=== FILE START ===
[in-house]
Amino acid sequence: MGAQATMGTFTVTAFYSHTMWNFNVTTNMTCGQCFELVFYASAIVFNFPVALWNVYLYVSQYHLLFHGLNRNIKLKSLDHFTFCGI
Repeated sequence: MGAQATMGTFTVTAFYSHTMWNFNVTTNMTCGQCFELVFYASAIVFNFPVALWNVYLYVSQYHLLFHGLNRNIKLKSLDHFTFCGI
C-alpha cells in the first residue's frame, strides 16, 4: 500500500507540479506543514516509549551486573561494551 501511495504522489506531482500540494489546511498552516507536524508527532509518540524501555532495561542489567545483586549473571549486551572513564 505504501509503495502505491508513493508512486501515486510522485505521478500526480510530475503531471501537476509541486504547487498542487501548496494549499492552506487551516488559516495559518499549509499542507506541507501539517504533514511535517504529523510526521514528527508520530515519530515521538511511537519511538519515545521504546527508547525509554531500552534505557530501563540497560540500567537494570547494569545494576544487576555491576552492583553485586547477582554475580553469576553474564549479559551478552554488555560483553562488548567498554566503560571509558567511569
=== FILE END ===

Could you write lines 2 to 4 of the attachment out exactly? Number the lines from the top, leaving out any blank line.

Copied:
Amino acid sequence: MGAQATMGTFTVTAFYSHTMWNFNVTTNMTCGQCFELVFYASAIVFNFPVALWNVYLYVSQYHLLFHGLNRNIKLKSLDHFTFCGI
Repeated sequence: MGAQATMGTFTVTAFYSHTMWNFNVTTNMTCGQCFELVFYASAIVFNFPVALWNVYLYVSQYHLLFHGLNRNIKLKSLDHFTFCGI
C-alpha cells in the first residue's frame, strides 16, 4: 500500500507540479506543514516509549551486573561494551 501511495504522489506531482500540494489546511498552516507536524508527532509518540524501555532495561542489567545483586549473571549486551572513564 505504501509503495502505491508513493508512486501515486510522485505521478500526480510530475503531471501537476509541486504547487498542487501548496494549499492552506487551516488559516495559518499549509499542507506541507501539517504533514511535517504529523510526521514528527508520530515519530515521538511511537519511538519515545521504546527508547525509554531500552534505557530501563540497560540500567537494570547494569545494576544487576555491576552492583553485586547477582554475580553469576553474564549479559551478552554488555560483553562488548567498554566503560571509558567511569